An overview of translational regulations of mitochondrial biogenesis.

Figure 1.
An overview of translational regulations of mitochondrial biogenesis.

Translational regulations of mitochondrial proteins take place in the cytoplasm, on the mitochondrial OM and within the mitochondrial matrix. Abbreviations: mTOR, mechanistic target of rapamycin; Clu, Clueless; OM14, outer membrane protein 14; Pum, Pumilio; Puf3, Pumilio family RNA-binding protein; TA, translation activator.

Figure 1.
An overview of translational regulations of mitochondrial biogenesis.

Translational regulations of mitochondrial proteins take place in the cytoplasm, on the mitochondrial OM and within the mitochondrial matrix. Abbreviations: mTOR, mechanistic target of rapamycin; Clu, Clueless; OM14, outer membrane protein 14; Pum, Pumilio; Puf3, Pumilio family RNA-binding protein; TA, translation activator.

Abbreviations

     
  • 4E-BP1

    eukaryotic translation initiation factor 4E binding protein 1

  •  
  • AGO2

    argonaute 2

  •  
  • AKAPs

    A kinase anchoring proteins

  •  
  • ATP8

    ATP synthase subunit 8

  •  
  • Clu

    Clueless

  •  
  • COX1

    cytochrome c oxidase subunit I

  •  
  • COX3

    cytochrome c oxidase subunit III

  •  
  • CYTB

    cytochrome B

  •  
  • eIF4E

    eukaryotic translation initiation factor 4E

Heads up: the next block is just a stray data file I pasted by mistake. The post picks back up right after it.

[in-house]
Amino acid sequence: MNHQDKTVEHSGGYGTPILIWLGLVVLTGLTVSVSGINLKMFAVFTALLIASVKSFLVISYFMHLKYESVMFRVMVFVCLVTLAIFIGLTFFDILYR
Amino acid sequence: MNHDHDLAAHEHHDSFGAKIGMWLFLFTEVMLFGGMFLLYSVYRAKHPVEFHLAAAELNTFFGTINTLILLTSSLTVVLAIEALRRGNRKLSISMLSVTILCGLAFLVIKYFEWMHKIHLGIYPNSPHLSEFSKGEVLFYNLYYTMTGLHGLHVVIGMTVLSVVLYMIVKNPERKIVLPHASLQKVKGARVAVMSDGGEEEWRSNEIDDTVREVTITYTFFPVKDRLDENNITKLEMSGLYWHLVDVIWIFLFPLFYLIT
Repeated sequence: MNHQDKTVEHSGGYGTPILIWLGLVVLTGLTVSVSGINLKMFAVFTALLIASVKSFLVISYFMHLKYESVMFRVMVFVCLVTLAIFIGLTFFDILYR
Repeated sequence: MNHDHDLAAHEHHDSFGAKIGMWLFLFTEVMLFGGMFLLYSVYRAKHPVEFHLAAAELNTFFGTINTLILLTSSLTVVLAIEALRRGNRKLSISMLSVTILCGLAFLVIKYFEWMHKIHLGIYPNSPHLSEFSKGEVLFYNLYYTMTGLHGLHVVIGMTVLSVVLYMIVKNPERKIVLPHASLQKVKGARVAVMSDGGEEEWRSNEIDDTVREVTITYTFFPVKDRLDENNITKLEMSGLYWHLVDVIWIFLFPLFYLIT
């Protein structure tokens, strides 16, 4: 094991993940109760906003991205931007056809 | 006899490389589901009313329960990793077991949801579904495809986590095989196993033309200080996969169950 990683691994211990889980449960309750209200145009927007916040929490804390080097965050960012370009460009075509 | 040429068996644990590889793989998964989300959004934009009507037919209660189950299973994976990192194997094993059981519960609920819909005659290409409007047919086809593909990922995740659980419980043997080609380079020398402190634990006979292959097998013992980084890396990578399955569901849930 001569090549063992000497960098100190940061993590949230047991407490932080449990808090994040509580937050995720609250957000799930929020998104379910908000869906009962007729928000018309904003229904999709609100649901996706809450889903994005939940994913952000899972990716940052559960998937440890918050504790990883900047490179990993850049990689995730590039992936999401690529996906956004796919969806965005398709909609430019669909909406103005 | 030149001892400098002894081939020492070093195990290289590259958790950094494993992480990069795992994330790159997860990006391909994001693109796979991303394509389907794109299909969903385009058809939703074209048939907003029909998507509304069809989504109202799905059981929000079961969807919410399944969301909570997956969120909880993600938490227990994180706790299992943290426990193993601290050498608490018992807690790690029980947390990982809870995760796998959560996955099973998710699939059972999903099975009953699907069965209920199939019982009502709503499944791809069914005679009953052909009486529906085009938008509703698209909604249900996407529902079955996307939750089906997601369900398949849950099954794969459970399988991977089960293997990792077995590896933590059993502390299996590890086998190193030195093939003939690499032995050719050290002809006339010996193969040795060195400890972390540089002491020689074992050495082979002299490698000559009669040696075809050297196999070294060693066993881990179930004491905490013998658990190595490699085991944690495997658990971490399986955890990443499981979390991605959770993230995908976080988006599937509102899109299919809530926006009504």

•  
  • ETC

    electron transport chain

  •  
  • IMS

    intermembrane space

  •  
  • miRNAs

    microRNAs

  •  
  • mtDNA

    mitochondrial DNA

  •  
  • mTORC1

    mTOR complex I

  •  
  • ND1 NADH dehydrogenase

    subunit 1

  •  
  • OM

    outer membrane

  •  
  • PINK1

    PTEN-induced putative kinase 1

  •  
  • PKA

    protein kinase A

  •  
  • TFAM

    mitochondrial transcription factor A

  •  
  • TOM

    translocase of the outer membrane

  •  
  • UTRs

    untranslated regions.

Funding

The work in authors' laboratory is supported by the intramural program at National Heart, Lung and Blood Institute.

Competing Interests

The Authors declare that there are no competing interests associated with the manuscript.

Acknowledgments

We thank Dr Francoise Chanut for critical reading and editing the manuscript.